Monday, June 16, 2008


"There lives more faith in honest doubt, / Believe me, than in half the creeds." -- Alfred, Lord Tennyson.

Our only child is our son Seth. He will turn 20 next week and is a student at the University of Washington. He is attempting to earn a double-major in Physics and Chemistry and then (as of this writing) plans to enroll in medical school with the goal of becoming a neurosurgeon.

We are a very close little family, the three of us. Seth knows that he can talk to us about anything (and he does).

Seth was raised in a Christian home and has been part of churches all of his life. He has seen the good, bad and ugly of modern Evangelical Christianity. The church that we were part of when he was a teenager left a particularly bad taste in his mouth because of some of the nastiness and pettiness that occurred as the church was in its death throes (caused by financial malfeasance and charismatic lunacy on the part of the senior pastor).

Seth rejected the only form of Christianity that he had ever known. For the record, so have I. The difference is that I've sought to get at the heart of following Jesus without all the man-made crap added on. Seth, on the other hand, threw the baby out with the bathwater. He now refers to himself as a "Deist"--meaning that he does believe in God, but more-so in the transcendent sense than in the imminent sense. He doesn't quite know where to place Jesus in such a theological matrix, so he is setting Christ off to the side for now.

Strangely, this doesn't bother me as much as you might think. Seth is a scientist and, as such, seeks truth via empirical observation. What he has observed of Evangelical Christianity--especially the Fundamentalist Charismatic variety--has not impressed him. Seth is a very honest young man, with a low tolerance for bullshit (something he inherited from my father). He likes the absolutes that he finds in physics and mathematics.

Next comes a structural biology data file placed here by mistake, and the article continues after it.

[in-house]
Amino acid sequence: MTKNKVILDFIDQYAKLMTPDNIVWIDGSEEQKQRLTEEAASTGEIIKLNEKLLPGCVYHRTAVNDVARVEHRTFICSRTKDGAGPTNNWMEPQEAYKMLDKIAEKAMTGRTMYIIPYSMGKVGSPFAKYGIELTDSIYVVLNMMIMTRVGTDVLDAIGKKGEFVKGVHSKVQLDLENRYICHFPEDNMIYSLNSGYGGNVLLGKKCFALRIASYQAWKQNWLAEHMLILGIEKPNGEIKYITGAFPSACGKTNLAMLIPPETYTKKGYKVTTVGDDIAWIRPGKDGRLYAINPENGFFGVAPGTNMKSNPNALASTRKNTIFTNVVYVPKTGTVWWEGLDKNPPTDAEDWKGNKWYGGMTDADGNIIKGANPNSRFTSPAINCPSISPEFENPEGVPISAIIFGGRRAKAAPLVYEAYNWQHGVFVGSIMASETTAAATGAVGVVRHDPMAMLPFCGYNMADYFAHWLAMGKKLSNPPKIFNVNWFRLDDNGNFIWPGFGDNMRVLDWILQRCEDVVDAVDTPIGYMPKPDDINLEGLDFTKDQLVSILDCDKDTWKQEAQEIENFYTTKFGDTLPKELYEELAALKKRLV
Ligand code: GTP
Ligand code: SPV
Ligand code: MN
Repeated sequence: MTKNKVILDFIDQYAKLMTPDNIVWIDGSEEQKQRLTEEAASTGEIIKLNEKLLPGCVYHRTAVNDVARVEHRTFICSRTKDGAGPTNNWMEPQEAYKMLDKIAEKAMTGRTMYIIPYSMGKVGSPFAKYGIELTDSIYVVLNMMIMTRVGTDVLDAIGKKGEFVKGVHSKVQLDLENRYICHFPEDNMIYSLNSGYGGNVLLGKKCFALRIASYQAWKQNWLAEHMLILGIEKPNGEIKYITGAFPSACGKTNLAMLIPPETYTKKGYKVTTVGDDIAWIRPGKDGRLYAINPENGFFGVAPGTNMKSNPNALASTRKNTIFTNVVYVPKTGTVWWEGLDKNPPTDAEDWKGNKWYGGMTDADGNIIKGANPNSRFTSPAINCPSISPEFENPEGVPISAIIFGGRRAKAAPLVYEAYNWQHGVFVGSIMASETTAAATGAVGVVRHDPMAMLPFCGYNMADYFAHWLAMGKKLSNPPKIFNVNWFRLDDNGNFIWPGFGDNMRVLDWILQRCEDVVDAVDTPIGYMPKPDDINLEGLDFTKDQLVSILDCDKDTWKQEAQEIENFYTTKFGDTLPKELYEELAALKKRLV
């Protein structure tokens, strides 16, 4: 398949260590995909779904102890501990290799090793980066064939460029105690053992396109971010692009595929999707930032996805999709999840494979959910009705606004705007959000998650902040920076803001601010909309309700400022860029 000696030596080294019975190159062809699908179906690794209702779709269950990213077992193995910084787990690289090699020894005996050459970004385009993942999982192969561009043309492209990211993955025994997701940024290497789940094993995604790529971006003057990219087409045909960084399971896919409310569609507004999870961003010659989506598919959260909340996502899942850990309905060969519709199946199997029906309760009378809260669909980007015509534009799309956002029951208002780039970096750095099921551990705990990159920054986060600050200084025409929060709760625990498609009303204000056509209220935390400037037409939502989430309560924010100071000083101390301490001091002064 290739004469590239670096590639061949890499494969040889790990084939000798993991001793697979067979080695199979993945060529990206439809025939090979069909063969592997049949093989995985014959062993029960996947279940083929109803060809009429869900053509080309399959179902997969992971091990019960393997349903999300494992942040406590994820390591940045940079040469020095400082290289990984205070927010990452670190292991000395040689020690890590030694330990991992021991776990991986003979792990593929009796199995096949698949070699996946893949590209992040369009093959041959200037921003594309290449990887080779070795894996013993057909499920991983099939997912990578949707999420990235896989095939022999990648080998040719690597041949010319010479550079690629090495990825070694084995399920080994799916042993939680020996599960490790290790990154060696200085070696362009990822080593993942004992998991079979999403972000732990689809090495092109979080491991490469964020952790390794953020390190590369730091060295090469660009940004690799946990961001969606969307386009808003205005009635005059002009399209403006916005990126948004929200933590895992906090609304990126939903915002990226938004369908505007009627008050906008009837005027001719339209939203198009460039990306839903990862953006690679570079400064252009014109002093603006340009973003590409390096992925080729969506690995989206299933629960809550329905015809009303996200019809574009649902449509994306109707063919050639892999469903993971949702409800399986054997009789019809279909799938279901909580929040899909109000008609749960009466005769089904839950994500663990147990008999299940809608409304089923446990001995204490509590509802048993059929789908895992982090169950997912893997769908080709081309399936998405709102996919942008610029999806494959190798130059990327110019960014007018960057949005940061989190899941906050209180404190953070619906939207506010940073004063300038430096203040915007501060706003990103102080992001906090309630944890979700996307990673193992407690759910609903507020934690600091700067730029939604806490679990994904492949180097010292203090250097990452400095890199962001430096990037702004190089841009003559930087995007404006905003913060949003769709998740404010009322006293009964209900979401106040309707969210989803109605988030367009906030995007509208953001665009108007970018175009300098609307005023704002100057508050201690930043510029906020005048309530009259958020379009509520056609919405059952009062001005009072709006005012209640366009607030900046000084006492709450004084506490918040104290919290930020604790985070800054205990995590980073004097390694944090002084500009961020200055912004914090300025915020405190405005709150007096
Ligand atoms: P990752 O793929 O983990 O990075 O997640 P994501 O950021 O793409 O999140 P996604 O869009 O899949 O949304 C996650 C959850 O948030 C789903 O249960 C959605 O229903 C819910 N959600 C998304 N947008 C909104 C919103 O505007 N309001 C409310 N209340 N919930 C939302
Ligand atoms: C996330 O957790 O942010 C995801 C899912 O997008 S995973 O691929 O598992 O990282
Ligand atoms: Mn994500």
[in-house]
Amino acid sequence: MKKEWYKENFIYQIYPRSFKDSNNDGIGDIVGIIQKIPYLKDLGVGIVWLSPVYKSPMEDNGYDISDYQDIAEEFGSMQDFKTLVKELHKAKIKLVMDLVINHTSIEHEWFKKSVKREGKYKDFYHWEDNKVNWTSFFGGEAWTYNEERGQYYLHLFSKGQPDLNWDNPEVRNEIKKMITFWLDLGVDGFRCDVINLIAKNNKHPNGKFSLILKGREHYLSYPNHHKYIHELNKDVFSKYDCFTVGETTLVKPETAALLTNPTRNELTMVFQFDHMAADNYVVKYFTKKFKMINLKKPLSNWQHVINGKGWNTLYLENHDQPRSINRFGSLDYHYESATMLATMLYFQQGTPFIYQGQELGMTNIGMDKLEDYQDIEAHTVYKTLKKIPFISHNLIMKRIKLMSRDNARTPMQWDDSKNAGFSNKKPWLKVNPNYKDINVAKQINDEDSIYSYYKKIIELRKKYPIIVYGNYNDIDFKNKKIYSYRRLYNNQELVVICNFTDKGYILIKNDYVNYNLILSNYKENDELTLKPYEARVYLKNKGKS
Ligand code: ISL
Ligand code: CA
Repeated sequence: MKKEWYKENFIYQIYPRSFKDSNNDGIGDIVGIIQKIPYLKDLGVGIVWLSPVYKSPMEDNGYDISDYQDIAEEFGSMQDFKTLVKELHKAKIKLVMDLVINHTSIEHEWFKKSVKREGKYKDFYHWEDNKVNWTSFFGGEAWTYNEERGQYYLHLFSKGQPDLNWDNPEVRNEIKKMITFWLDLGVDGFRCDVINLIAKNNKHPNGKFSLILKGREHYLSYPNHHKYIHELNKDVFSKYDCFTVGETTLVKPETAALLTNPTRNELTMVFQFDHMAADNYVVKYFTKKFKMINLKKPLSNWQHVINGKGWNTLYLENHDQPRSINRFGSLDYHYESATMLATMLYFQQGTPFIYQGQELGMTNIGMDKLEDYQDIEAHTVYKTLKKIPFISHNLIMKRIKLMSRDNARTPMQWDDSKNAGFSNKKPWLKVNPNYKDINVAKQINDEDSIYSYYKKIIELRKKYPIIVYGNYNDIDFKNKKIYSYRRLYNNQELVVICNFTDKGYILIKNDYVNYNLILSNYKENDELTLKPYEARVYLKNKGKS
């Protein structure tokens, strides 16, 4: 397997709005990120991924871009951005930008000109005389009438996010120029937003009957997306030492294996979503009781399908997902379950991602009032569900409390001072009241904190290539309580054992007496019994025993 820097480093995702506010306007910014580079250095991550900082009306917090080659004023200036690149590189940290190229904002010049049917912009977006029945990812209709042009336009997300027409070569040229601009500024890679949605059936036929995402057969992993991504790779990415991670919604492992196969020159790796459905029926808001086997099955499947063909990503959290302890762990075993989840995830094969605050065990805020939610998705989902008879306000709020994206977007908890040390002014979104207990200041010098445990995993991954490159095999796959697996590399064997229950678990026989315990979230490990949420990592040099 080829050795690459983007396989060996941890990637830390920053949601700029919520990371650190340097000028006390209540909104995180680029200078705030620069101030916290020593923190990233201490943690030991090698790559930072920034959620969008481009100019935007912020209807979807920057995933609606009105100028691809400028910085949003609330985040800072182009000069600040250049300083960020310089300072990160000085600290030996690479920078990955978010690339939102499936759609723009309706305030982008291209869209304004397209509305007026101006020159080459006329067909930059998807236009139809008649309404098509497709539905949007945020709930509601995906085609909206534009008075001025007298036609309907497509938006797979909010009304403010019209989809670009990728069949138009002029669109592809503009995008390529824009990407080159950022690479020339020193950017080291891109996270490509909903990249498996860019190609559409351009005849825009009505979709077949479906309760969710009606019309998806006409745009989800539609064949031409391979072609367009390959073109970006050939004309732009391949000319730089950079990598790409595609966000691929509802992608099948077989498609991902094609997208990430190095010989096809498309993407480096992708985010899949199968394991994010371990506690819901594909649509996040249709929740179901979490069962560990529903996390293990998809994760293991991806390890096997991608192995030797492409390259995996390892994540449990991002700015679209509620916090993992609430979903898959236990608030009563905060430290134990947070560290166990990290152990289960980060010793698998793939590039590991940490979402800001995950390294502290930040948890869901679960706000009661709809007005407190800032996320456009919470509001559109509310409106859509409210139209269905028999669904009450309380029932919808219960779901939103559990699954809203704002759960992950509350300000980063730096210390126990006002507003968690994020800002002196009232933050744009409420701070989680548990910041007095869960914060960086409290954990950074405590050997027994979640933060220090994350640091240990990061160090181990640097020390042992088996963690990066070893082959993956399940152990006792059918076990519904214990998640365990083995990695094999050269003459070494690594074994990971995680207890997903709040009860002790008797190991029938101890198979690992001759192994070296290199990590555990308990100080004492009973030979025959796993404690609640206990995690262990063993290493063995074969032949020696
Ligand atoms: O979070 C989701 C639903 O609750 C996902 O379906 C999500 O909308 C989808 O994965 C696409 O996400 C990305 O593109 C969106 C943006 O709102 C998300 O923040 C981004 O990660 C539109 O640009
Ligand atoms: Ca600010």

Mixed in with his scientific aloofness towards Christianity, there is a chip on his shoulder from what he has observed as a church-kid. Yet, he says he is leaving the door open for Jesus. He just wants/needs to have his own encounter, not live off of the experiences of others (such as his parents). I can understand and appreciate that--having had such an encounter myself with the Living God when I was about Seth's age (and apart from any church setting).

Quakerism is often referred to as an "experimental" and "experiential" faith. It seems well suited to the scientific mind, as evidenced by the large number of scientists that have been Quakers. I'm hoping that, eventually, Seth can find a haven in Quakerism--as his mother and I have. But I'm content to wait and let God work. Right now Seth's attention is on college and girls and exams and girls and social activities and, did I mention, girls?

The Amish have a custom known as rumspringa, where their youth go out and experience the world before (hopefully) returning to the fold. The overwhelming majority do return and have a deeper appreciation of the choice they are making. As a Christian Universalist, I'm not motivated and stressed about the prospect of an eternity in Hell. Of course, like any parent, I worry that he'll make good choices and not get into (too much) trouble during his journey. So far, so good.

I continue to delight in Seth, as I know God does (just as He delights in all of us). I will continue to be fully there for him (as I know God is fully there for each of us). But Seth wants his own encounter with God. All I can do about that is wait and pray and trust that, in God's time, Seth will come to own for himself the incomparable joy of following Jesus.


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